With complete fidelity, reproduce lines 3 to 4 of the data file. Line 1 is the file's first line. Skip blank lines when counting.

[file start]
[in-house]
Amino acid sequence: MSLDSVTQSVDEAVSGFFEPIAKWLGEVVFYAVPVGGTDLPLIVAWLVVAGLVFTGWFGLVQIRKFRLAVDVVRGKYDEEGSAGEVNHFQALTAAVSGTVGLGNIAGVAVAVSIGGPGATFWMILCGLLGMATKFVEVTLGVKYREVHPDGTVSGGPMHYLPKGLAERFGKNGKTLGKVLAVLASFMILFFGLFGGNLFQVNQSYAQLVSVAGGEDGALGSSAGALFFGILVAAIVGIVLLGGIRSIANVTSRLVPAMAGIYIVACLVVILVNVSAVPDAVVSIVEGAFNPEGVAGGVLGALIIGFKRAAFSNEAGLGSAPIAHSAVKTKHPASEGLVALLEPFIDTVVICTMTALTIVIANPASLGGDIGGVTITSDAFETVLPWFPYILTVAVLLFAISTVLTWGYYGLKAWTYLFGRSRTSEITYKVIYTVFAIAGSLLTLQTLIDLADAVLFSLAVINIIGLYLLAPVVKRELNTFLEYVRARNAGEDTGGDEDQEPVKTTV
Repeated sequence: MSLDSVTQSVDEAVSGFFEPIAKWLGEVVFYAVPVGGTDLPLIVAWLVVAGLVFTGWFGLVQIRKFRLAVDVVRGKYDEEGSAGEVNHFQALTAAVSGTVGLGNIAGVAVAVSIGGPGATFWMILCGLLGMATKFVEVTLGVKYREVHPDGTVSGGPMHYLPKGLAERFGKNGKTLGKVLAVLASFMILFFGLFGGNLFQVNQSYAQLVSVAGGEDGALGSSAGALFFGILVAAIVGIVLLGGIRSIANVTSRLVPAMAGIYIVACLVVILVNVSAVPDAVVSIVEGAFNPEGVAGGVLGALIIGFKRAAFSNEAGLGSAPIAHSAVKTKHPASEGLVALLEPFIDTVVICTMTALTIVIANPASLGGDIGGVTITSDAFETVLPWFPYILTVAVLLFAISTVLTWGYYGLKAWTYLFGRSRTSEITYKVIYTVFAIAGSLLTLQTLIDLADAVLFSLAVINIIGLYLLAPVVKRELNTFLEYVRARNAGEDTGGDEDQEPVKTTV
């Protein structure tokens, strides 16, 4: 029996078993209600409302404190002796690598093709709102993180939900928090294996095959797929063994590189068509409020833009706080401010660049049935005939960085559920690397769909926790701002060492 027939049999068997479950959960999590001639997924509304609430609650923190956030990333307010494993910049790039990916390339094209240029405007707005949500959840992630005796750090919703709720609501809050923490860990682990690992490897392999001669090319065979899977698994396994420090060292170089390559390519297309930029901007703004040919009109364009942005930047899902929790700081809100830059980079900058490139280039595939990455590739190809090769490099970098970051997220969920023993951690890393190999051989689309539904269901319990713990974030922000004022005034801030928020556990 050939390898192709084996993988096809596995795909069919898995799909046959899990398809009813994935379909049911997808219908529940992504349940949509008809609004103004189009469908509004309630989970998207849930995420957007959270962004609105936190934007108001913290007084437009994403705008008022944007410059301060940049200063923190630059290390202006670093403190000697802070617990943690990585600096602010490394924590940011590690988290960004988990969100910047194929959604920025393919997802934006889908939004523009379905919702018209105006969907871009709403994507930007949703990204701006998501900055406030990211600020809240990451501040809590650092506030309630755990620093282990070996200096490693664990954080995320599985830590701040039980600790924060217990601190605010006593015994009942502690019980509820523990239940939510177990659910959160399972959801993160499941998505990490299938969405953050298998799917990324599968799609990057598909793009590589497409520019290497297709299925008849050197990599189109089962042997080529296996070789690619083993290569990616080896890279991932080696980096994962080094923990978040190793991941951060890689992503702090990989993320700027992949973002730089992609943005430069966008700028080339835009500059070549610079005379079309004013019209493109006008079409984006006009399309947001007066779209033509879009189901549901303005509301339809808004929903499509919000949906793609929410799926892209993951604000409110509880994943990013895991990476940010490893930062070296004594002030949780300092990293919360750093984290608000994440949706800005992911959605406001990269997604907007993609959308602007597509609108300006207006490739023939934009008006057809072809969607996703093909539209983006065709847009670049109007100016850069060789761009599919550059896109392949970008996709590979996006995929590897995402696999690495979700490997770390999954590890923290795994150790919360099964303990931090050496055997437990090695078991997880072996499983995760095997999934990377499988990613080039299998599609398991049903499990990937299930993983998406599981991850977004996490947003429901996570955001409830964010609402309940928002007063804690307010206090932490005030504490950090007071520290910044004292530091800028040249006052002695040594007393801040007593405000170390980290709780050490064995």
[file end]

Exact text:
Repeated sequence: MSLDSVTQSVDEAVSGFFEPIAKWLGEVVFYAVPVGGTDLPLIVAWLVVAGLVFTGWFGLVQIRKFRLAVDVVRGKYDEEGSAGEVNHFQALTAAVSGTVGLGNIAGVAVAVSIGGPGATFWMILCGLLGMATKFVEVTLGVKYREVHPDGTVSGGPMHYLPKGLAERFGKNGKTLGKVLAVLASFMILFFGLFGGNLFQVNQSYAQLVSVAGGEDGALGSSAGALFFGILVAAIVGIVLLGGIRSIANVTSRLVPAMAGIYIVACLVVILVNVSAVPDAVVSIVEGAFNPEGVAGGVLGALIIGFKRAAFSNEAGLGSAPIAHSAVKTKHPASEGLVALLEPFIDTVVICTMTALTIVIANPASLGGDIGGVTITSDAFETVLPWFPYILTVAVLLFAISTVLTWGYYGLKAWTYLFGRSRTSEITYKVIYTVFAIAGSLLTLQTLIDLADAVLFSLAVINIIGLYLLAPVVKRELNTFLEYVRARNAGEDTGGDEDQEPVKTTV
């Protein structure tokens, strides 16, 4: 029996078993209600409302404190002796690598093709709102993180939900928090294996095959797929063994590189068509409020833009706080401010660049049935005939960085559920690397769909926790701002060492 027939049999068997479950959960999590001639997924509304609430609650923190956030990333307010494993910049790039990916390339094209240029405007707005949500959840992630005796750090919703709720609501809050923490860990682990690992490897392999001669090319065979899977698994396994420090060292170089390559390519297309930029901007703004040919009109364009942005930047899902929790700081809100830059980079900058490139280039595939990455590739190809090769490099970098970051997220969920023993951690890393190999051989689309539904269901319990713990974030922000004022005034801030928020556990 050939390898192709084996993988096809596995795909069919898995799909046959899990398809009813994935379909049911997808219908529940992504349940949509008809609004103004189009469908509004309630989970998207849930995420957007959270962004609105936190934007108001913290007084437009994403705008008022944007410059301060940049200063923190630059290390202006670093403190000697802070617990943690990585600096602010490394924590940011590690988290960004988990969100910047194929959604920025393919997802934006889908939004523009379905919702018209105006969907871009709403994507930007949703990204701006998501900055406030990211600020809240990451501040809590650092506030309630755990620093282990070996200096490693664990954080995320599985830590701040039980600790924060217990601190605010006593015994009942502690019980509820523990239940939510177990659910959160399972959801993160499941998505990490299938969405953050298998799917990324599968799609990057598909793009590589497409520019290497297709299925008849050197990599189109089962042997080529296996070789690619083993290569990616080896890279991932080696980096994962080094923990978040190793991941951060890689992503702090990989993320700027992949973002730089992609943005430069966008700028080339835009500059070549610079005379079309004013019209493109006008079409984006006009399309947001007066779209033509879009189901549901303005509301339809808004929903499509919000949906793609929410799926892209993951604000409110509880994943990013895991990476940010490893930062070296004594002030949780300092990293919360750093984290608000994440949706800005992911959605406001990269997604907007993609959308602007597509609108300006207006490739023939934009008006057809072809969607996703093909539209983006065709847009670049109007100016850069060789761009599919550059896109392949970008996709590979996006995929590897995402696999690495979700490997770390999954590890923290795994150790919360099964303990931090050496055997437990090695078991997880072996499983995760095997999934990377499988990613080039299998599609398991049903499990990937299930993983998406599981991850977004996490947003429901996570955001409830964010609402309940928002007063804690307010206090932490005030504490950090007071520290910044004292530091800028040249006052002695040594007393801040007593405000170390980290709780050490064995």